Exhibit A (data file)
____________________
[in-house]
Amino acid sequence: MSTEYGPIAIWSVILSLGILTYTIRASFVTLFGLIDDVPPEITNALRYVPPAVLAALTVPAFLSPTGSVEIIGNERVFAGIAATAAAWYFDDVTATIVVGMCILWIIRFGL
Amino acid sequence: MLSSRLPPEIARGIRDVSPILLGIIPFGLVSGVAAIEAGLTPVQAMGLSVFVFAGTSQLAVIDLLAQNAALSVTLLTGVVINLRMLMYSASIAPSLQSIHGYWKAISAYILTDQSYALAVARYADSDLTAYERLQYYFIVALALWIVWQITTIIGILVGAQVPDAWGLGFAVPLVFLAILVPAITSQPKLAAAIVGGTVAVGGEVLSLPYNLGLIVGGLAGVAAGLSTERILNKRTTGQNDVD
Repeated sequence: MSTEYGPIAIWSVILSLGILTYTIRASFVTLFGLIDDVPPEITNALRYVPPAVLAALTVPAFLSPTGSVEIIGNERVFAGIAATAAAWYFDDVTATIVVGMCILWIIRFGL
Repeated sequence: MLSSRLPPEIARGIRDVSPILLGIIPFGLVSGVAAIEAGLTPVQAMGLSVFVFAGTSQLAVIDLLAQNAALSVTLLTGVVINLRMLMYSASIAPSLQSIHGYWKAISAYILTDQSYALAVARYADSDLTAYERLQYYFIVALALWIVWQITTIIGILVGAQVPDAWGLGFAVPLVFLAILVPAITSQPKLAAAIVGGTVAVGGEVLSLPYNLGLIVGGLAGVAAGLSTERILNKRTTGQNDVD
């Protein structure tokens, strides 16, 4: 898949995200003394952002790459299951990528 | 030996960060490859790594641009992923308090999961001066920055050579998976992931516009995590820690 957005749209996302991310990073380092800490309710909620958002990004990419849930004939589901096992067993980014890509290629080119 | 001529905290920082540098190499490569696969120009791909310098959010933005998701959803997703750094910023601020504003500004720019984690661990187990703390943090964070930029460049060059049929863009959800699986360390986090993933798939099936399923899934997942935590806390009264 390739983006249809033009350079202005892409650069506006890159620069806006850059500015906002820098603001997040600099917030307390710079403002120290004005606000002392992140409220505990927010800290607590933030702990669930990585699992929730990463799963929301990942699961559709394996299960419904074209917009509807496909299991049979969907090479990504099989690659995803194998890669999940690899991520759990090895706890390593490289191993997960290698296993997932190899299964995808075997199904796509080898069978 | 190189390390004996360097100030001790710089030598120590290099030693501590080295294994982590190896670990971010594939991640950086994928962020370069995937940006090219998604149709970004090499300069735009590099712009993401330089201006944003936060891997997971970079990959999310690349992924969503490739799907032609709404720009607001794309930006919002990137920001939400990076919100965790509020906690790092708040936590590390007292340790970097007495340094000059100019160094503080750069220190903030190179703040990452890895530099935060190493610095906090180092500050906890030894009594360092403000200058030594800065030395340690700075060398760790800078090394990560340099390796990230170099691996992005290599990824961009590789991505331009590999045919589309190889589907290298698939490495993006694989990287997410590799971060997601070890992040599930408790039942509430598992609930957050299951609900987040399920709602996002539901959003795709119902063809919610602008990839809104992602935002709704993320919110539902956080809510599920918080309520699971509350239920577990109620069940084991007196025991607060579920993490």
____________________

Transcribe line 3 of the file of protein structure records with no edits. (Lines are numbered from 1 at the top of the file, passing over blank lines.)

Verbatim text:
Amino acid sequence: MLSSRLPPEIARGIRDVSPILLGIIPFGLVSGVAAIEAGLTPVQAMGLSVFVFAGTSQLAVIDLLAQNAALSVTLLTGVVINLRMLMYSASIAPSLQSIHGYWKAISAYILTDQSYALAVARYADSDLTAYERLQYYFIVALALWIVWQITTIIGILVGAQVPDAWGLGFAVPLVFLAILVPAITSQPKLAAAIVGGTVAVGGEVLSLPYNLGLIVGGLAGVAAGLSTERILNKRTTGQNDVD